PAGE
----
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Original Research: SLEEP MEDICINE |

Prevalence and Recognition of Obstructive Sleep Apnea in Chinese Patients With Type 2 Diabetes Mellitus

David C. L. Lam, MBBS, PhD, FCCP; Macy M. S. Lui, MBBS; Jamie C. M. Lam, MD, FCCP; Liza H. Y. Ong, MBBS; Karen S. L. Lam, MBBS, MD; Mary S. M. Ip, MBBS, MD, FCCP
Author and Funding Information

From the Department of Medicine, Queen Mary Hospital, University of Hong Kong, Hong Kong SAR, China.

Correspondence to: Mary S. M. Ip, MBBS, MD, FCCP, University Department of Medicine, Queen Mary Hospital, University of Hong Kong, 102 Pokfulam Rd, Hong Kong, ROC; e-mail: msmip@hkucc.hku.hk


Drs D. Lam and Lui contributed equally to the work as co-first authors.

Funding/Support: This study was supported by the Sleep and Respiratory Fund, University of Hong Kong.

Reproduction of this article is prohibited without written permission from the American College of Chest Physicians (http://www.chestpubs.org/site/misc/reprints.xhtml).


© 2010 American College of Chest Physicians


Chest. 2010;138(5):1101-1107. doi:10.1378/chest.10-0596
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Background:  Obstructive sleep apnea (OSA) is associated with disorders of glucose metabolism. Previous studies revealed a high prevalence of OSA among subjects with type 2 diabetes mellitus (DM). The aims of this study were to determine the prevalence of OSA and associated clinical factors in Chinese patients with DM.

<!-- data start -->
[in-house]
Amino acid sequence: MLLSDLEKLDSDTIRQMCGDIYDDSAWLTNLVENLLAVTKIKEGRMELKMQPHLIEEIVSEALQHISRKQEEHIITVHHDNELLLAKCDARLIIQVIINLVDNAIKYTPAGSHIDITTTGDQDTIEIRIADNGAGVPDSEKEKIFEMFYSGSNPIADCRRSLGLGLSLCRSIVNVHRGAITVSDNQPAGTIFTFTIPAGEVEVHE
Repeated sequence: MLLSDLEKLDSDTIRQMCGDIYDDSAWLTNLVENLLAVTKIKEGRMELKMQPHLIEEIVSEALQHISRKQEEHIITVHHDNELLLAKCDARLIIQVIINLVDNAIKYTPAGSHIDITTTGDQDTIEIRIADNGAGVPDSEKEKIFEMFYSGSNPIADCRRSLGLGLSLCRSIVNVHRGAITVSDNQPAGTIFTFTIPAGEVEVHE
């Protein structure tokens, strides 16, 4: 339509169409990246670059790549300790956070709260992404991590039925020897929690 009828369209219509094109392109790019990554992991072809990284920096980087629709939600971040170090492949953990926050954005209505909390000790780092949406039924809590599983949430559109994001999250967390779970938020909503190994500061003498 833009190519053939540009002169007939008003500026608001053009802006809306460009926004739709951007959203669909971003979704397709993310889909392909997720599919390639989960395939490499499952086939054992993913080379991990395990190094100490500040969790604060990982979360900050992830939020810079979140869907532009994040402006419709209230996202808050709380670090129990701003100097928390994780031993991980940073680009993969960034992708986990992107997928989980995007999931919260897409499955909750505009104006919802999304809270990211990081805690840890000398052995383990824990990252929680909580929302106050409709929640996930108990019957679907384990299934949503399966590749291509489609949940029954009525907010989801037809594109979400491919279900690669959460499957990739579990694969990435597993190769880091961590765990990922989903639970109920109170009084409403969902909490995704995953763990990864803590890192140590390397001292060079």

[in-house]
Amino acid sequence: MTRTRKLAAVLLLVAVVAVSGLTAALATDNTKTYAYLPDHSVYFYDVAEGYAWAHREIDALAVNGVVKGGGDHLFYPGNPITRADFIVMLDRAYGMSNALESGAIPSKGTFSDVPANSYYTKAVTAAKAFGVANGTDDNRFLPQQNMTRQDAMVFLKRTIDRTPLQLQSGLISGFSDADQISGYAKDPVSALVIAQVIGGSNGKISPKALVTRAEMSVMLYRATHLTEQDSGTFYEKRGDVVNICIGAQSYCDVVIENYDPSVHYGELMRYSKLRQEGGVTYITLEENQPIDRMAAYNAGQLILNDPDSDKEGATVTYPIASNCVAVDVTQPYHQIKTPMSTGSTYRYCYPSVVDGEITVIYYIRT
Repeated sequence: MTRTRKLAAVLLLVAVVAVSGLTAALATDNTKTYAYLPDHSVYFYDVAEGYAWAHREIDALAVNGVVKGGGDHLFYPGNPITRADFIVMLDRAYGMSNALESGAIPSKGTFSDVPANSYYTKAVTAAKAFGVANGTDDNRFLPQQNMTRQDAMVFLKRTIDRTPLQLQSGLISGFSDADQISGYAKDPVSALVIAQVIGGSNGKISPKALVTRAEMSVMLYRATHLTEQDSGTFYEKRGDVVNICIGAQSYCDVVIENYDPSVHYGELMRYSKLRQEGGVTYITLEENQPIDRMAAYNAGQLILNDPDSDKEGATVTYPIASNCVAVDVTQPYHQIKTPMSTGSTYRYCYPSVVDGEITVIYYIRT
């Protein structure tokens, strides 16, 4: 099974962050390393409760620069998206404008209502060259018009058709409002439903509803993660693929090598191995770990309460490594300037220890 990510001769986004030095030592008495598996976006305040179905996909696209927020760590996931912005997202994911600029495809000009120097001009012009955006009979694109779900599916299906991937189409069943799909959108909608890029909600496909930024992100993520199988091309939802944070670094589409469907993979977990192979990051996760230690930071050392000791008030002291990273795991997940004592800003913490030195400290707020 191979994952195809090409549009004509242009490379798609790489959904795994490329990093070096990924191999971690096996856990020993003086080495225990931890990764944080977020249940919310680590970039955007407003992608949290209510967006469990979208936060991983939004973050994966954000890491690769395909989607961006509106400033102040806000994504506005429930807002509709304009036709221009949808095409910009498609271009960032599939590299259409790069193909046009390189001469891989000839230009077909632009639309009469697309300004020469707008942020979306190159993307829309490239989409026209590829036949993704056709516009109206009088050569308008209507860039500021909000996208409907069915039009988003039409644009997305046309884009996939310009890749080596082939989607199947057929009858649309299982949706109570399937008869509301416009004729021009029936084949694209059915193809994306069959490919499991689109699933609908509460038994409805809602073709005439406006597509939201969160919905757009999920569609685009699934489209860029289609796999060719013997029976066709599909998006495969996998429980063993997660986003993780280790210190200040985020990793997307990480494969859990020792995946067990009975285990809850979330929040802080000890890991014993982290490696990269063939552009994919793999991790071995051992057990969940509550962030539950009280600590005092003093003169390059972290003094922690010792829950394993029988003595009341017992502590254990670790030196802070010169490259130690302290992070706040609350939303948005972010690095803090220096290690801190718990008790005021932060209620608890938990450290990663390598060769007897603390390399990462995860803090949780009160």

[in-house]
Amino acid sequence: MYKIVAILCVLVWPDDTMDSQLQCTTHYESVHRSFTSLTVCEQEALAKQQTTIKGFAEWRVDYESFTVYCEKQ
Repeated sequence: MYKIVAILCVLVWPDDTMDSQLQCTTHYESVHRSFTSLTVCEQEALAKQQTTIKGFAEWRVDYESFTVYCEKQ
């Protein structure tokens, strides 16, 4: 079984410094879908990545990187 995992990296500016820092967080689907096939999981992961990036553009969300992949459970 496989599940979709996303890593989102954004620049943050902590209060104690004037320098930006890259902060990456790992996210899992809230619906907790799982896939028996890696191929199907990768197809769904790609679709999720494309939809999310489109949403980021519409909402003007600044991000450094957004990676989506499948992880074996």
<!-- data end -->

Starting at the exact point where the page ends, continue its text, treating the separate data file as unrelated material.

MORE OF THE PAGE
Methods:  All records of the DM clinic at a teaching hospital in Hong Kong were screened between January 2007 and June 2008. Inclusion criteria for patients were Chinese, aged 18 to 75 years, with type 2 DM. Patients with unstable medical illnesses, gestational diabetes, or on renal replacement therapy were excluded.

Results:  Of 3,489 records screened, 1,859 subjects were eligible. A random sample of 663 (mean age, 58.2 ± 10.8; mean BMI, 26.0 ± 4.6), except six with known OSA, were invited for polysomnography (PSG). Of 165 subjects on which PSG was performed, OSA was diagnosed (apnea-hypopnea index [AHI] ≥ 5.0/h) in 89 subjects (53.9%, median Epworth Sleepiness Scale, 6 [interquartile range 3, 10]). Fifty-four (32.7%) had moderate/severe OSA (AHI ≥ 15/h). The estimated OSA prevalence in this diabetic cohort was 17.5% (24.7% in men, 10.3% in women). Regression analysis identified that AHI was associated independently with higher BMI, advanced age, male sex, and higher diastolic BP (R2 = 29.6%). The adjusted OR of requiring three or more antihypertensive drugs in moderate/severe OSA was 2.48 (95% CI, 1.05-5.87). No association between glycemic control (HbA1c) and sleep was identified.

Conclusions:  In conclusion, OSA is more prevalent in Chinese adults with DM than in the general population. A high index of suspicion for OSA in patients with DM is warranted, because they may not have overt daytime sleepiness.

Trial registry:  ClinicalTrials.gov; No.: NCT01172093; URL: www.clinicaltrials.gov

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